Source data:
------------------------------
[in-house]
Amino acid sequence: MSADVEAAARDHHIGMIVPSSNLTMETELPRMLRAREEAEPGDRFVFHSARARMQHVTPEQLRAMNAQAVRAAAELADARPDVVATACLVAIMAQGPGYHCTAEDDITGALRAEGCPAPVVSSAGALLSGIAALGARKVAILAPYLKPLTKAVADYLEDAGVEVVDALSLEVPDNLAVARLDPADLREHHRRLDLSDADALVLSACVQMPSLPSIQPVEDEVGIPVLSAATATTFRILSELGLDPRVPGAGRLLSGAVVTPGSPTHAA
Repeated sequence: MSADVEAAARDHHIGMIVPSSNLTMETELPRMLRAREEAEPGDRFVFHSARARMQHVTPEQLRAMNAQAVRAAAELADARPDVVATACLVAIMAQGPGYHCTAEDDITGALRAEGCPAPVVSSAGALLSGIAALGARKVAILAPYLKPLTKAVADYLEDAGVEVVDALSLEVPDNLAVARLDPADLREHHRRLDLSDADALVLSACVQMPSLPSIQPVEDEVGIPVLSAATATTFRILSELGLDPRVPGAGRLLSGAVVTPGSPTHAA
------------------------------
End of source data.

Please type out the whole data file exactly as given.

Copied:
[in-house]
Amino acid sequence: MSADVEAAARDHHIGMIVPSSNLTMETELPRMLRAREEAEPGDRFVFHSARARMQHVTPEQLRAMNAQAVRAAAELADARPDVVATACLVAIMAQGPGYHCTAEDDITGALRAEGCPAPVVSSAGALLSGIAALGARKVAILAPYLKPLTKAVADYLEDAGVEVVDALSLEVPDNLAVARLDPADLREHHRRLDLSDADALVLSACVQMPSLPSIQPVEDEVGIPVLSAATATTFRILSELGLDPRVPGAGRLLSGAVVTPGSPTHAA
Repeated sequence: MSADVEAAARDHHIGMIVPSSNLTMETELPRMLRAREEAEPGDRFVFHSARARMQHVTPEQLRAMNAQAVRAAAELADARPDVVATACLVAIMAQGPGYHCTAEDDITGALRAEGCPAPVVSSAGALLSGIAALGARKVAILAPYLKPLTKAVADYLEDAGVEVVDALSLEVPDNLAVARLDPADLREHHRRLDLSDADALVLSACVQMPSLPSIQPVEDEVGIPVLSAATATTFRILSELGLDPRVPGAGRLLSGAVVTPGSPTHAA